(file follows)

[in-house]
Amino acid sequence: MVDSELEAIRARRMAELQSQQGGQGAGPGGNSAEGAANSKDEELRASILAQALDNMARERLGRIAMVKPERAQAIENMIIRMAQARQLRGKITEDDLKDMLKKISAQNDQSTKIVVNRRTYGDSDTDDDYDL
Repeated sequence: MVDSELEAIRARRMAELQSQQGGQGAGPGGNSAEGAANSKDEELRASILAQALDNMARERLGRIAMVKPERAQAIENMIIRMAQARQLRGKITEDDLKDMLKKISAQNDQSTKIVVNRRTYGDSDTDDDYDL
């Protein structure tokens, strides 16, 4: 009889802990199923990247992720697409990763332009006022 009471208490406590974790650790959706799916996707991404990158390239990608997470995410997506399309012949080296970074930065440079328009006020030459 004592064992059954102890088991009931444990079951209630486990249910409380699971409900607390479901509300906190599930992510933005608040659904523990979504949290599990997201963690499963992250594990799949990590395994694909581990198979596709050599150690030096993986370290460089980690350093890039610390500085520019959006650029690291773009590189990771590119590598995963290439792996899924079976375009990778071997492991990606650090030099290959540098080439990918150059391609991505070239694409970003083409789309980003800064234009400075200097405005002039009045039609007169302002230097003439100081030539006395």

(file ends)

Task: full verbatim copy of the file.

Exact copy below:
[in-house]
Amino acid sequence: MVDSELEAIRARRMAELQSQQGGQGAGPGGNSAEGAANSKDEELRASILAQALDNMARERLGRIAMVKPERAQAIENMIIRMAQARQLRGKITEDDLKDMLKKISAQNDQSTKIVVNRRTYGDSDTDDDYDL
Repeated sequence: MVDSELEAIRARRMAELQSQQGGQGAGPGGNSAEGAANSKDEELRASILAQALDNMARERLGRIAMVKPERAQAIENMIIRMAQARQLRGKITEDDLKDMLKKISAQNDQSTKIVVNRRTYGDSDTDDDYDL
């Protein structure tokens, strides 16, 4: 009889802990199923990247992720697409990763332009006022 009471208490406590974790650790959706799916996707991404990158390239990608997470995410997506399309012949080296970074930065440079328009006020030459 004592064992059954102890088991009931444990079951209630486990249910409380699971409900607390479901509300906190599930992510933005608040659904523990979504949290599990997201963690499963992250594990799949990590395994694909581990198979596709050599150690030096993986370290460089980690350093890039610390500085520019959006650029690291773009590189990771590119590598995963290439792996899924079976375009990778071997492991990606650090030099290959540098080439990918150059391609991505070239694409970003083409789309980003800064234009400075200097405005002039009045039609007169302002230097003439100081030539006395």